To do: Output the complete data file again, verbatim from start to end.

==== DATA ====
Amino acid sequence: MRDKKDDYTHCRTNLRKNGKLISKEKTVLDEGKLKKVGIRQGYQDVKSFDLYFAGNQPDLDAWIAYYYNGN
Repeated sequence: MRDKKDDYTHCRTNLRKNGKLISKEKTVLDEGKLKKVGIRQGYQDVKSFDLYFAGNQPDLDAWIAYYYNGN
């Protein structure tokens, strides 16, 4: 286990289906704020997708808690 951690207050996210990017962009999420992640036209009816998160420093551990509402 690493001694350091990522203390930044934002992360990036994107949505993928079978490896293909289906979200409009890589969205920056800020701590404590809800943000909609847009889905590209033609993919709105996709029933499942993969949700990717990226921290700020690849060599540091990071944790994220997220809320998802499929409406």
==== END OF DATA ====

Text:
Amino acid sequence: MRDKKDDYTHCRTNLRKNGKLISKEKTVLDEGKLKKVGIRQGYQDVKSFDLYFAGNQPDLDAWIAYYYNGN
Repeated sequence: MRDKKDDYTHCRTNLRKNGKLISKEKTVLDEGKLKKVGIRQGYQDVKSFDLYFAGNQPDLDAWIAYYYNGN
């Protein structure tokens, strides 16, 4: 286990289906704020997708808690 951690207050996210990017962009999420992640036209009816998160420093551990509402 690493001694350091990522203390930044934002992360990036994107949505993928079978490896293909289906979200409009890589969205920056800020701590404590809800943000909609847009889905590209033609993919709105996709029933499942993969949700990717990226921290700020690849060599540091990071944790994220997220809320998802499929409406």